Straw Dogs: Suspense-less Thriller Remake
Alexander SkarsgårdJames Marsden...
In 1 Cinema
David (Marsden) and Amy (Bosworth) move into her childhood home, which
is now vacant and slightly damaged after Hurricane Katrina, for a couple of
weeks to work on a film script. Amy’s hometown is the kind where everyone knows
each other and the biggest event is the high-school football games. David hires
a bunch of locals to repair the house’s roof, one of whom, Charlie (Skarsgard),
turns out to be Amy’s ex, who still has a thing for her. The workers belittle
David’s Harvard ways and look down on him as a lesser man. They actively seek
out opportunities to intimidate David and harass Amy, turning their creative
getaway into a living nightmare.
focuses mainly on the culture clash between David, the Hollywood screenwriter,
and the workers. Marsden plays the upper class David, who finds himself being
measured by a completely different standard of masculinity than the one he
personally endorses. He represents cerebral masculinity while Skarsgard’s
Charlie represents the physical. David is self-absorbed and doesn’t have the
slightest clue how to deal with the culture shock, which makes it very easy,
not to mention highly satisfying, for Charlie and his gang of rednecks to
exploit his insecurities and naivety.
As time goes on, David’s utter failure to prove that he has a backbone
inspires the workers to take their intimidation games to the next level. They
abandon David on a hunting trip, in which they attempt to shoot him, go round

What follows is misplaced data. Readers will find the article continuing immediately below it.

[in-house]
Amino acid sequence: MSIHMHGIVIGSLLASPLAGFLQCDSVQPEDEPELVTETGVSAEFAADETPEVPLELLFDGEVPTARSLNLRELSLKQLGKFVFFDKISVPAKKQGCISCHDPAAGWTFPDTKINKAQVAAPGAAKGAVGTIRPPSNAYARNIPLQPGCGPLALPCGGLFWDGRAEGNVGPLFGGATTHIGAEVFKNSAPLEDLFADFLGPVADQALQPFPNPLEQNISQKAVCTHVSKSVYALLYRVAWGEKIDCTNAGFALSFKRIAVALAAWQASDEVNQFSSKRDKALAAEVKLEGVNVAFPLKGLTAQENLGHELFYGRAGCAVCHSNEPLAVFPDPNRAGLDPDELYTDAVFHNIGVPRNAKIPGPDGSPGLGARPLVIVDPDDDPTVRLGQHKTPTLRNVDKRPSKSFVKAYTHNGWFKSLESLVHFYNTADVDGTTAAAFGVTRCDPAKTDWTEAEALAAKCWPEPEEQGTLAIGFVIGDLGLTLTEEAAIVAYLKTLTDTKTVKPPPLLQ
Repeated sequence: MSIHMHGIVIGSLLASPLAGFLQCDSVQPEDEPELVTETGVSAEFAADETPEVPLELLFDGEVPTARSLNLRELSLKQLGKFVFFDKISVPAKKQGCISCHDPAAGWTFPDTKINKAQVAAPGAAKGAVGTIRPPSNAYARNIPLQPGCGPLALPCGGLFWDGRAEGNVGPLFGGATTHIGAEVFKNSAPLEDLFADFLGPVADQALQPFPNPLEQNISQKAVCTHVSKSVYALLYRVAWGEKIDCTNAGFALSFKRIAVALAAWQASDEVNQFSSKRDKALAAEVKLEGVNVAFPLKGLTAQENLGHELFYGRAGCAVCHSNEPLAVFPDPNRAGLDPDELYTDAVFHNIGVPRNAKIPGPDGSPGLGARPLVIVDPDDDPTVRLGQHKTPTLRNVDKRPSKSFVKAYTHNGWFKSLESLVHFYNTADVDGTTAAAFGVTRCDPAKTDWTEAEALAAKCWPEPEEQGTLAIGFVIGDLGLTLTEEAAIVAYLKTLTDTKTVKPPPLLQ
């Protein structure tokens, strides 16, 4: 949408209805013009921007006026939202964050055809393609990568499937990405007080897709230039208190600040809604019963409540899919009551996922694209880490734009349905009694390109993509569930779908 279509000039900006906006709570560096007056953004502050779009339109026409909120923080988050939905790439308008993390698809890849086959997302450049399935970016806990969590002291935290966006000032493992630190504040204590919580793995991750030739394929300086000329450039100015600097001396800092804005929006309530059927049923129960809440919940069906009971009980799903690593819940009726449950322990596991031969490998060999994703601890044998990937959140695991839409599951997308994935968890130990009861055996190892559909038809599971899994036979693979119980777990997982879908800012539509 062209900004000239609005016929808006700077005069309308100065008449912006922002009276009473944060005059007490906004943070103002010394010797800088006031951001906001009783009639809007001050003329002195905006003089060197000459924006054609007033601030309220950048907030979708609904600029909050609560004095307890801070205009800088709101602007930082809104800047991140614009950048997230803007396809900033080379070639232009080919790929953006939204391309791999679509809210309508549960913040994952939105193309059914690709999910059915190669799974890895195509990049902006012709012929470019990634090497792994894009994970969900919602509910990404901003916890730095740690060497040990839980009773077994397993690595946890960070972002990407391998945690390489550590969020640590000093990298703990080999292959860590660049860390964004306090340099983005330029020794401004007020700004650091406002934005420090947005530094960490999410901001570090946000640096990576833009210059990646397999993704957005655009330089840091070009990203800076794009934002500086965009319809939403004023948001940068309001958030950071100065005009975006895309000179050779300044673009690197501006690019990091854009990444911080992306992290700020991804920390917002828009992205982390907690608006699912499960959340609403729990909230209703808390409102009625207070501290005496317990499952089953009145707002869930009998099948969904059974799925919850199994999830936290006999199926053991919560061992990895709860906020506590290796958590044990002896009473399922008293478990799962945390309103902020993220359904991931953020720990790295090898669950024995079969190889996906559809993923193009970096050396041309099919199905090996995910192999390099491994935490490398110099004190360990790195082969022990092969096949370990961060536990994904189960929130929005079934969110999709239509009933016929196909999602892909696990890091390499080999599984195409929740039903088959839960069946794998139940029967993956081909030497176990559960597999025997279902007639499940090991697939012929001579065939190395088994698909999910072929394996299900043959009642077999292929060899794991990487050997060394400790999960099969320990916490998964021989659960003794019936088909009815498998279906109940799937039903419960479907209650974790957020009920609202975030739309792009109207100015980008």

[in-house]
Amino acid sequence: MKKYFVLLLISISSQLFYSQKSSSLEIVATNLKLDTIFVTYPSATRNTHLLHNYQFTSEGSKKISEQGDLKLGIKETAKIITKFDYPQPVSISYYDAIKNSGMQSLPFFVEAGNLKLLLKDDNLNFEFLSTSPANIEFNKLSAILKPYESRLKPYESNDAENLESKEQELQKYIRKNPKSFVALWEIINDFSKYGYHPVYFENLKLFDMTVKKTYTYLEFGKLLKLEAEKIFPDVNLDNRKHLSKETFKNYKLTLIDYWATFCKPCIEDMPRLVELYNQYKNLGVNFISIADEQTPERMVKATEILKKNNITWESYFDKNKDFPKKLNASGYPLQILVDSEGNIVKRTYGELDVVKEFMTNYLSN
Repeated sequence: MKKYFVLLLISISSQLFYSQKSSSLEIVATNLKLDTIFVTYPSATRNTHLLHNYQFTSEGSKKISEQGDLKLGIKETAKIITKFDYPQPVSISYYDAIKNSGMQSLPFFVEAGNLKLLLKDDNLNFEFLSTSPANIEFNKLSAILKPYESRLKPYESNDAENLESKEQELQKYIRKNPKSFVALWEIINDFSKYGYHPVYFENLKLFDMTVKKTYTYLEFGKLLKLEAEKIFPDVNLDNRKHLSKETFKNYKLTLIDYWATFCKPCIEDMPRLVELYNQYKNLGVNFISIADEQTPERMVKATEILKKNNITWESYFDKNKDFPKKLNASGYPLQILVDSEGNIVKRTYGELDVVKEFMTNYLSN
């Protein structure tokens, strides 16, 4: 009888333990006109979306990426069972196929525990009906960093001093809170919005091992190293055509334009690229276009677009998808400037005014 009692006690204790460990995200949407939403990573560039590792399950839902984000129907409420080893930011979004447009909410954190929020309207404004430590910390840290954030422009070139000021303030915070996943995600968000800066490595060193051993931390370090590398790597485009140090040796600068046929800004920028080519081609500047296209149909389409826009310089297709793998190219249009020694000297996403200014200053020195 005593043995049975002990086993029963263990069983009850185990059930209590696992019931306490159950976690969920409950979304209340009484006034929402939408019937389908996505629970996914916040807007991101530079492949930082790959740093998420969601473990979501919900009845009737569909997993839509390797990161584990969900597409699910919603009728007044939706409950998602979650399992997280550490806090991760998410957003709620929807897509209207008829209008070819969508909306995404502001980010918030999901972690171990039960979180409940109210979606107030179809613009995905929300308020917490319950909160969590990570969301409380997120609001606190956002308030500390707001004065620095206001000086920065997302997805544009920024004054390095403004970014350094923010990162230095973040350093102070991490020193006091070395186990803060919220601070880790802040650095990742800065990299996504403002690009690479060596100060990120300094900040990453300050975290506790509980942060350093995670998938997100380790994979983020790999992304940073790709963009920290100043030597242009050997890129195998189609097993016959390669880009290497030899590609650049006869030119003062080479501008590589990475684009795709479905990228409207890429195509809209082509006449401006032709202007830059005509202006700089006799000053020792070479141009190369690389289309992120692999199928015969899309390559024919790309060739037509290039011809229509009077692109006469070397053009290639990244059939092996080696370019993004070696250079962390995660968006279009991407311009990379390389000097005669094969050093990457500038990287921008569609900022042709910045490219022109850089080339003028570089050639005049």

to his house and rape Amy. This scene is supposed to be the film’s
turning point where it descends from bullying to outright sadism, but it is barely
coherent due to the rapid editing that flits back and forth between Amy being
raped, David hunting and various shots of their surroundings. After their
various ordeals, the two decide to tough it out, refusing to be driven out of
their own home, culminating in a brutal half-hour attack by Charlie and his
gang on their house, where people are killed using shotguns, bear traps, nail
guns and golf clubs.
Compared to Sam Pekinpah’s controversial 1971 original
starring Dustin Hoffman in the lead role, Straw Dogs’ lack of suspense drags it down immensely. From the moment Amy and David
roll into town in their convertible Jaguar until right before the big house
attack, the stakes stay around pretty much the same level and the escalation of
danger isn’t nearly pronounced enough. Alexander Skarsgard is the film’s high
point, imbuing his calm, graceful demeanour with a chilling intensity that
becomes more pronounced the more he sees of Amy. He is the most unsettling
thing about this film.
As far as thrillers go, this one won’t have you on the edge of your
seat. However, if bloody, horrific murders are your thing, the final showdown
is epically gruesome and nerve-wracking.